Nursing at home, however, is a different story. Brynn and I sometimes butt heads about it. We nurse in the mornings when she wakes up. But 30 minutes later, she’s asking for it again. Sometimes it’s hard to find a balance that makes both mama and baby happy. But I am not happy to nurse Brynn every 30 minutes in the morning. She doesn’t need to nurse that much. So I tell her, “I know you want to nurse right now, but we just did, and we’ll nurse again when you take a nap.” She doesn’t always like the answer, but those are my boundaries at this time. We mostly nurse down for sleep, and occasionally another time or two throughout the day.

But here’s where my confession comes in: I don’t really enjoy nursing Brynn the way I used to. Her latch isn’t always that great (shallow = pain), she moves all over place, and quite frankly, she’s not even getting that much milk which makes me feel like a nursing fraud, haha. I’m still producing milk, but it’s just so minimal that sometimes I wonder, “What’s the point?” But, then Brent and I both got sick (him once, me twice) in the matter of a week and Brynn didn’t have so much as a sniffle, so I know it’s still doing her a world of good, despite my low supply. I do wonder what will happen after Brynn turns two and I feel as though my goal is met. Knowing me, I’ll continue to nurse as she shows an interest, but weaning her completely has also been in the back of my mind. It would be nice to go somewhere for an extended period of time and not have to worry about expressing in the shower or sink or having to take my hand-pump with me. Right now, I guess I’m open to anything, but I can tell I’m getting more and more comfortable with the idea of no longer nursing my daughter. But I don’t want to be in too much of a rush to get there…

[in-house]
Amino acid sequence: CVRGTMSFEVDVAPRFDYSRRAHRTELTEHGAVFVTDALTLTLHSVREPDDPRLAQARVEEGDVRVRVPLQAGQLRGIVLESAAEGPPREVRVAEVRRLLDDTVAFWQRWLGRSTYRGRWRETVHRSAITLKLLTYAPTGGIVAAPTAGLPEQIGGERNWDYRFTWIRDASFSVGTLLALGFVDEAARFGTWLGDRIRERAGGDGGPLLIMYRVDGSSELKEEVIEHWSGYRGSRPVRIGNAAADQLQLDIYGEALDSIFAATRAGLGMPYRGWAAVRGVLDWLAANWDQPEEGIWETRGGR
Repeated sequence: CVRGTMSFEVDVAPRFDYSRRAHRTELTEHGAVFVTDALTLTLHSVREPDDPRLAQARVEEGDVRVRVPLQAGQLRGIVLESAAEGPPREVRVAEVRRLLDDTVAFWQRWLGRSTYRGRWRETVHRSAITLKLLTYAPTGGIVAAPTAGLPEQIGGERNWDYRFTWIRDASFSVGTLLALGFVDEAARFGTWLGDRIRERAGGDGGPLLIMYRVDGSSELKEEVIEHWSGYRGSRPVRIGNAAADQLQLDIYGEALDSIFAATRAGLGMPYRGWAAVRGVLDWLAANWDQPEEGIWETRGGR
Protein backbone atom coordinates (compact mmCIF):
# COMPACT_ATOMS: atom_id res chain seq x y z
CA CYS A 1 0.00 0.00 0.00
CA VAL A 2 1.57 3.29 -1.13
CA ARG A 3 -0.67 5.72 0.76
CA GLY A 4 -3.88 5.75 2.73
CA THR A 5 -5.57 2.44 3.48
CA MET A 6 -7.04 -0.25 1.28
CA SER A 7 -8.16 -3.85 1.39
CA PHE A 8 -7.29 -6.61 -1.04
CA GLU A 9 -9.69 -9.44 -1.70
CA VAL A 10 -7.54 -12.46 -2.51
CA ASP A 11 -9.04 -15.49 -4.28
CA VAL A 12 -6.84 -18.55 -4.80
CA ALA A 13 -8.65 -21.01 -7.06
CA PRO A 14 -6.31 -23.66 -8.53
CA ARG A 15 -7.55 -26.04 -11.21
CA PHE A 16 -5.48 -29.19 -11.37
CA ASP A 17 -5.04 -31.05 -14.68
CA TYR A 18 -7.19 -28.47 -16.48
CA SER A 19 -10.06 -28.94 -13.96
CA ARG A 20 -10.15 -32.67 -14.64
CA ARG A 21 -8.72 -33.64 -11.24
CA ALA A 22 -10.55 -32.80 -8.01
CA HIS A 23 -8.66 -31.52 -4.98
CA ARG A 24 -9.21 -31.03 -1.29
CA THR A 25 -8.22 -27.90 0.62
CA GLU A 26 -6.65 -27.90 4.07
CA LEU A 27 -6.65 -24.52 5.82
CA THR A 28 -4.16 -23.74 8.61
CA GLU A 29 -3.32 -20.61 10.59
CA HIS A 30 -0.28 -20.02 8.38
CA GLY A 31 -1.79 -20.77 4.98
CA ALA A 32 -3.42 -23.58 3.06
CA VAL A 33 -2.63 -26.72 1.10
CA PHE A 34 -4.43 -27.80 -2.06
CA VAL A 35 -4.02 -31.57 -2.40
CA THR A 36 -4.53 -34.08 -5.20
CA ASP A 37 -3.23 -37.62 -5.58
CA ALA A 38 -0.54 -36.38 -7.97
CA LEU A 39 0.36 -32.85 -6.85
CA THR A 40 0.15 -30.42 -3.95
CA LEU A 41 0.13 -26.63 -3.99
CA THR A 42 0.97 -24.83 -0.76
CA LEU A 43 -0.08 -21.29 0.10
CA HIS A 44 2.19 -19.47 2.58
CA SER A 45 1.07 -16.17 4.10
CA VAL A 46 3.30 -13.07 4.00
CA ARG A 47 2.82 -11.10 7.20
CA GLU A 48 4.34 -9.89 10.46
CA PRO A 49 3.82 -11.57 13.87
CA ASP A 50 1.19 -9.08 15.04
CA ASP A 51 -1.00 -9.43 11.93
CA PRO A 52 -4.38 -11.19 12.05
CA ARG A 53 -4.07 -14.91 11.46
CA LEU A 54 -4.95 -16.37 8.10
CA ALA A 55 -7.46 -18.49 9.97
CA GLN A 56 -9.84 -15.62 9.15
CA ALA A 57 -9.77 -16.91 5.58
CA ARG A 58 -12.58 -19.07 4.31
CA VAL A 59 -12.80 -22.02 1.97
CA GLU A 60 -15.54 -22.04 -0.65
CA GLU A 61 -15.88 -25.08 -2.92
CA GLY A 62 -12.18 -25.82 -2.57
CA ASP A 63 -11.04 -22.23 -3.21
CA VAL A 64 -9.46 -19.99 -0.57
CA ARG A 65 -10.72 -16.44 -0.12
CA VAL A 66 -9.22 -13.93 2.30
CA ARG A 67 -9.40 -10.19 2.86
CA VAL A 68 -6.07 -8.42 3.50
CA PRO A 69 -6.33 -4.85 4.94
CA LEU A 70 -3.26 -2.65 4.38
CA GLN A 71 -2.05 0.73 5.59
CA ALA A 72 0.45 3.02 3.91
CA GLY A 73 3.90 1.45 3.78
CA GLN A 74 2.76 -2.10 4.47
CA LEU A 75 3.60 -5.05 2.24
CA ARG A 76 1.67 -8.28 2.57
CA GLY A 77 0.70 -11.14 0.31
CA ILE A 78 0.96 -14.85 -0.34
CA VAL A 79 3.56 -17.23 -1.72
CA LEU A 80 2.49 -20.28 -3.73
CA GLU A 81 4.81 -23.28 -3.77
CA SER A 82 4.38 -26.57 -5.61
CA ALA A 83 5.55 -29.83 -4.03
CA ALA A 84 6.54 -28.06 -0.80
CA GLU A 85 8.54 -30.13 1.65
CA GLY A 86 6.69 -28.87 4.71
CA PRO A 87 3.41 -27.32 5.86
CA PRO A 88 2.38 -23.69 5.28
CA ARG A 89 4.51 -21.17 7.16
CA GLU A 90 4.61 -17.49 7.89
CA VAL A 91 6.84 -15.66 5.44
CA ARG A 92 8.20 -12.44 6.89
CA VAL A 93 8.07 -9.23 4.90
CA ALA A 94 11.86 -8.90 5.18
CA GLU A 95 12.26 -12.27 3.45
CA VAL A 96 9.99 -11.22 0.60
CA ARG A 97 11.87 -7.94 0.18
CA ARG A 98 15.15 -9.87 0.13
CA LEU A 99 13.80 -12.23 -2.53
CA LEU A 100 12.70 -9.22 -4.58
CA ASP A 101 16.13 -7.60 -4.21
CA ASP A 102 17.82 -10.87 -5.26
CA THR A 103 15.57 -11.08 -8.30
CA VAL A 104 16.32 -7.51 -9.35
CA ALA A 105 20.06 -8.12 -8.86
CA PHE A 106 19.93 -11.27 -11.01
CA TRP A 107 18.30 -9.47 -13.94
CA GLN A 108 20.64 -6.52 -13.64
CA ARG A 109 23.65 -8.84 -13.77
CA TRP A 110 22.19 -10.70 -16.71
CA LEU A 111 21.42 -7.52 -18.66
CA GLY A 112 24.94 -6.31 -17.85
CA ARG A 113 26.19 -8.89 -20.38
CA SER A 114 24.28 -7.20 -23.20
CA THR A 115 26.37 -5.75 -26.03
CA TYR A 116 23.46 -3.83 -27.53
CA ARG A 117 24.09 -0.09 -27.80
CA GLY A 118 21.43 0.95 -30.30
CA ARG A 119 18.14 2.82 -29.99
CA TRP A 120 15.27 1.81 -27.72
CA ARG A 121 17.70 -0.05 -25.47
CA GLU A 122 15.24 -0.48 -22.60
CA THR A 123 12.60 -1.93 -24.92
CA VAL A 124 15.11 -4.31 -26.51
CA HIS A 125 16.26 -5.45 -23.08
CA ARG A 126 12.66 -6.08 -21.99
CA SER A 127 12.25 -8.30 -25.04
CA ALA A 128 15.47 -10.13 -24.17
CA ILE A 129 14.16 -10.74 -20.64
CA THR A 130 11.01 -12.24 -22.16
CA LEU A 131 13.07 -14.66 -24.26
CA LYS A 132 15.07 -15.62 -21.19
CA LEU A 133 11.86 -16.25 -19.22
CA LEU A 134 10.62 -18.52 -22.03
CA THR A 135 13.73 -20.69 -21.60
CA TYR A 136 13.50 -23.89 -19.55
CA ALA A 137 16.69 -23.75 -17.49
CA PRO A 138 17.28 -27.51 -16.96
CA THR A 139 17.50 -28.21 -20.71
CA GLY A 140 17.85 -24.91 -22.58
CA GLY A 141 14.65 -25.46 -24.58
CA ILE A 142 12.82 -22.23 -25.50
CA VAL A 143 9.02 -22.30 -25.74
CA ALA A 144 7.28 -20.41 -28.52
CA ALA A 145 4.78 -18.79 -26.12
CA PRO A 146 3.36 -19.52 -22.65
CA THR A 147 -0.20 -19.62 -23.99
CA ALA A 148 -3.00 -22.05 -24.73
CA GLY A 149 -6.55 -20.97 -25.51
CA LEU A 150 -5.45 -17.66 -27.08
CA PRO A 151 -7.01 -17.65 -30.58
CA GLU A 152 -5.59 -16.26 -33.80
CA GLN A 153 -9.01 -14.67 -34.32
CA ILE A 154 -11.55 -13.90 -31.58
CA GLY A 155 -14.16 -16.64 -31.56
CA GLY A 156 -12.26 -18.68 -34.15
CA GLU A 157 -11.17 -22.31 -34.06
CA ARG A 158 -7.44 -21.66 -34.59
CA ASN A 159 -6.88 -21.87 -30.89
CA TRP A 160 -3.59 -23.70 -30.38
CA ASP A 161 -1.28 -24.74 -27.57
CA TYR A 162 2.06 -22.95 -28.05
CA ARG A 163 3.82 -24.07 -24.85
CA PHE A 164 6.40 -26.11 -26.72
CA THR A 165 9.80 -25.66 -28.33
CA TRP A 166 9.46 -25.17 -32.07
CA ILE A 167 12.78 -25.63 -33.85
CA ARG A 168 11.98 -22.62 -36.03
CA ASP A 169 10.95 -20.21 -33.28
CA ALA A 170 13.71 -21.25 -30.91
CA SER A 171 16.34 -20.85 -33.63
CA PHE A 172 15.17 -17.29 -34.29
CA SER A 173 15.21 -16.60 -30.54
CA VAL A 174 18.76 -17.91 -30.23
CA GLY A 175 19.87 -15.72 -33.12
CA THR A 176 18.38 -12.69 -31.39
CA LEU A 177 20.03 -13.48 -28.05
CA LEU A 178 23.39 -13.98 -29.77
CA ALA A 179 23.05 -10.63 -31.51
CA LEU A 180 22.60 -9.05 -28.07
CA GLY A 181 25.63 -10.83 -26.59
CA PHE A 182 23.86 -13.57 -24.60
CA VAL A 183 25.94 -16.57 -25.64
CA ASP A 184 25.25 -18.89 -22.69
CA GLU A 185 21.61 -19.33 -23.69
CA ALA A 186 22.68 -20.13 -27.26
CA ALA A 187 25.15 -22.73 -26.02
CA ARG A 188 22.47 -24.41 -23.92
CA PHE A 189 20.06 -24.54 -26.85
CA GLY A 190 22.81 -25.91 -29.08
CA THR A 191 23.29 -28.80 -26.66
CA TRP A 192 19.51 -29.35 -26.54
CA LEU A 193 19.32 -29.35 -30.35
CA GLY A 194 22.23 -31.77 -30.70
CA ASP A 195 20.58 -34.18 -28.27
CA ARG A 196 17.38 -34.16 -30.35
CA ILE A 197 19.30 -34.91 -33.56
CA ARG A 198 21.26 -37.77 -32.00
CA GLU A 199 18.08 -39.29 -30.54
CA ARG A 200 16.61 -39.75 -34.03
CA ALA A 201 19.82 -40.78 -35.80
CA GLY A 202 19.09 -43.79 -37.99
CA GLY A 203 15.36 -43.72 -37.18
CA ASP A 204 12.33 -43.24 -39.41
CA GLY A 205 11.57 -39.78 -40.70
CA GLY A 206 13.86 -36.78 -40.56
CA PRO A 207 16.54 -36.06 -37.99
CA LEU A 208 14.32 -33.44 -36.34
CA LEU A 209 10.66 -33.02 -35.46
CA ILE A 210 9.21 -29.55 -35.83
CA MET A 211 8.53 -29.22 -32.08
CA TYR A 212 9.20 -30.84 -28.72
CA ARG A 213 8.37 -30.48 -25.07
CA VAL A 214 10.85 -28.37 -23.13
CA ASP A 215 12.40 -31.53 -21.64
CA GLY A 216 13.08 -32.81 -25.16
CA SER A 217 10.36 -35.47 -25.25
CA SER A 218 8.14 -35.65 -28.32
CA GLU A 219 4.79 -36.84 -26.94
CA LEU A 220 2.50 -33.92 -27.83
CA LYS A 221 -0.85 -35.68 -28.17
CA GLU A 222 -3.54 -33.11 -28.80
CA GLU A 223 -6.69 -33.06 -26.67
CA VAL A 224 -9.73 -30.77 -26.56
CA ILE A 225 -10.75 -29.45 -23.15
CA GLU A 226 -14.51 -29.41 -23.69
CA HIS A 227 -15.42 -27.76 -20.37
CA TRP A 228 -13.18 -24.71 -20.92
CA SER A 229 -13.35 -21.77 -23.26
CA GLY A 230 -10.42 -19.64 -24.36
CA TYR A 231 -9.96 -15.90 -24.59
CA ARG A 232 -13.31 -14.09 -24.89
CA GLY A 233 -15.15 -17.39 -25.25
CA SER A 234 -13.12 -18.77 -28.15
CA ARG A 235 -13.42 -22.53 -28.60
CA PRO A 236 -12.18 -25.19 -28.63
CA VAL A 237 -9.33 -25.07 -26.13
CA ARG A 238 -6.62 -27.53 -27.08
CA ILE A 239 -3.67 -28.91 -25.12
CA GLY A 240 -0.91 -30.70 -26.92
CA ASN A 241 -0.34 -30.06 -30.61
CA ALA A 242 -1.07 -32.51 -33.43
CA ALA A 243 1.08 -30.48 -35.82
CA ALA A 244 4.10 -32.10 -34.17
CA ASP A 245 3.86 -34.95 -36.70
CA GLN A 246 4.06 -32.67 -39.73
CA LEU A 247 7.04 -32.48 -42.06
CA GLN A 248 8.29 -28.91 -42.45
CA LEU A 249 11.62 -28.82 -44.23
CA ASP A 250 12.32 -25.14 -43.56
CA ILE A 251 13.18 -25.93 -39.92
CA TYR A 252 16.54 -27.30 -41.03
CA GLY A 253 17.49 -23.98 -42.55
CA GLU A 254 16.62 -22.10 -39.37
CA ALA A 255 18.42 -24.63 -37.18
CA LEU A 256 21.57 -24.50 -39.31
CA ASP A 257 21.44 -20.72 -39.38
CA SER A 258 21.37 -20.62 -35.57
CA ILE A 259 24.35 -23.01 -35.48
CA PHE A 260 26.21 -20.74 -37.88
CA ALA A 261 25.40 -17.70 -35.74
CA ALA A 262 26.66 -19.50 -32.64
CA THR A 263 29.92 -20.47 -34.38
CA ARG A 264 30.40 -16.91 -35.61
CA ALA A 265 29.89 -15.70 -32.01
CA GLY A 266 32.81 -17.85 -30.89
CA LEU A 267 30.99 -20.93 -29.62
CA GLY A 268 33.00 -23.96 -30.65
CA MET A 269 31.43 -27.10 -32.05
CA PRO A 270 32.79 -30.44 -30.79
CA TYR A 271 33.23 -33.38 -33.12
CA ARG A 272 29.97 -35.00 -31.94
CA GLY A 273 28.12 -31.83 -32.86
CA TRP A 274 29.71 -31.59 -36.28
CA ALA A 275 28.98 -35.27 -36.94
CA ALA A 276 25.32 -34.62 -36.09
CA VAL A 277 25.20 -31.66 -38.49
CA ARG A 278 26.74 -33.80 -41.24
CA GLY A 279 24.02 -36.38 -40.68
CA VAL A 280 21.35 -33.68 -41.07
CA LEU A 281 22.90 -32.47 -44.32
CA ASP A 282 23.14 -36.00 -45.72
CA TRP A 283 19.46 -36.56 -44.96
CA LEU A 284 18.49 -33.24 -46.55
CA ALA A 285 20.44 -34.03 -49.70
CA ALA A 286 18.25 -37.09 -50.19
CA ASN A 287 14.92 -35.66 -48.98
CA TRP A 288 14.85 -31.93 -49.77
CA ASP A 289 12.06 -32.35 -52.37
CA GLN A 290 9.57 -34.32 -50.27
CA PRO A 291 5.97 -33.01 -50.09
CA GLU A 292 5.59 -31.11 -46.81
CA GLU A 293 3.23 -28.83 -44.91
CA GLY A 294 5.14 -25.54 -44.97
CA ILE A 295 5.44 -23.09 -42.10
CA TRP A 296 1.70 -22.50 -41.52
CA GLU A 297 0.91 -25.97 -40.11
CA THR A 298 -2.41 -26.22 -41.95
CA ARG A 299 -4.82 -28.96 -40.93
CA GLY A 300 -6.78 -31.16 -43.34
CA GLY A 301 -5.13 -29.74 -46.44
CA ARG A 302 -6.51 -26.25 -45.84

How long did you nurse your babies, or how long do you plan to nurse your babies? Did they wean themselves or did you decide to wean them

Homemade Laundry Detergent

I wasn’t going to post about this, but then something kind of interesting happened that made me change my mind.

On Superbowl Sunday, Brynn had a lot of snacks and was playing pretty hard with my friends’ kids. At one point, she had something in her mouth that made her cough, and she ended up barfing all over me. My friend loaned me a shirt to wear home so of course I washed it before I gave it back.

The other day she texted me asking what I use for detergent and softener. I told her I make my own detergent and that we use Snuggle Blue Sparkle softener (I know–so unhippy. It’s the softener our birth center uses and it always brings back so many wonderful memories. I can’t stop using it). I texted her the recipe for the detergent, and she responded with, “Thank you so much! When I wore my shirt after you washed it my skin didn’t feel irritated. I’ve always had allergies to laundry detergent. And that is the first time my skin actually felt good!”